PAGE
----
Or, non-human sentient residents, having been on friendly terms with Earth visitors, could discover one of our charts (their ambassador was visiting the Earth mother-ship in orbit), and having had E0 explained, and tells us that we've just committed some unpardonable religious /moral transgression. Conflict and resolution follows.

Or, the mapping unit drops a probe on some open ground, and future visitors use a transponder to coordinate their maps to E0. Your mappers can use one probe at E0, and another at E180, or other appropriate places, so long as the probe identifies its longitude in its transmission. In this instance, the transponder is analogous to Geodetic Survey markers (benchmark devices) planted by surveyors. Except that this marker beeps.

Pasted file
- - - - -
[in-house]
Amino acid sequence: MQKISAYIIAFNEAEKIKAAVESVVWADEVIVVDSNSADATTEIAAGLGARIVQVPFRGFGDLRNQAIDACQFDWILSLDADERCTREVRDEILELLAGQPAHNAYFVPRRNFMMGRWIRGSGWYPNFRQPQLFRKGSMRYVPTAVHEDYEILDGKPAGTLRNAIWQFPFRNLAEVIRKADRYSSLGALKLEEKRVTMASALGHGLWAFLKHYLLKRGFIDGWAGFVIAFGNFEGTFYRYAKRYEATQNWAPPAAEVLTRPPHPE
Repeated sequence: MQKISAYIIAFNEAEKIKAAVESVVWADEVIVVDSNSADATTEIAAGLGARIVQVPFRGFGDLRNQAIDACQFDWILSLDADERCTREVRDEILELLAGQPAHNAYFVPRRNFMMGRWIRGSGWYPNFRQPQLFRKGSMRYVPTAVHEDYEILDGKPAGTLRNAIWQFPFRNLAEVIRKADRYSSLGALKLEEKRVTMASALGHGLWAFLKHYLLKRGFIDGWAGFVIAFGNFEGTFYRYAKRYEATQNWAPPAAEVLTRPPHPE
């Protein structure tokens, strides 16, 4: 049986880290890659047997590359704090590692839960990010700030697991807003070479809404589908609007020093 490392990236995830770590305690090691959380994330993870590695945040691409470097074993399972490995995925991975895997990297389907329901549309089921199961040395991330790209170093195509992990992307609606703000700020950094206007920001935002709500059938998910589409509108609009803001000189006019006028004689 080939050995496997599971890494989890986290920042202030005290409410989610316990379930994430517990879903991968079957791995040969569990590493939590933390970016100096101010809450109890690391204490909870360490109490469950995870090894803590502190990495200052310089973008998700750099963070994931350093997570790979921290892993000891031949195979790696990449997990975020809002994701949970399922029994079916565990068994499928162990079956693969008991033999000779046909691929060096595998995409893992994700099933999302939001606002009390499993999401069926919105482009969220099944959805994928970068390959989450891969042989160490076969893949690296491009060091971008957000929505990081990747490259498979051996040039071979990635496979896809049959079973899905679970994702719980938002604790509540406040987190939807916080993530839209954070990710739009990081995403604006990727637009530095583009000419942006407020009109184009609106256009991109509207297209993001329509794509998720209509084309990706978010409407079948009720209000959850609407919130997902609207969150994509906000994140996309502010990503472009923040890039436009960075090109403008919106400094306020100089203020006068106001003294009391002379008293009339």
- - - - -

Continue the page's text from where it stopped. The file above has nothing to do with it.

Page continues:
But, gas giants like Jupiter present a whole other set of problems.
posted by mule98J at 11:52 AM on October 20, 2013

Alternatively, if you're sending probes---note: plural---to this planet, is it out of the question to consider putting a constellation of GPS-like satellites and terrain mappers in orbit?

Problem solved in the sense that the choice is arbitrary but self-consistent from then on (to the few cm scale with present technology). You're also immune to changes in planetary geology, magnetic field, and freak disasters that affect just one or a few of your probes or important markers. Plus, you get planetary navigation, communication, and stable timing infrastructure, which is pretty handy. Truck-drivers charging their rigs down unpaved narrow alleyways into rivers notwithstanding.
posted by fatllama at 5:20 PM on October 20, 2013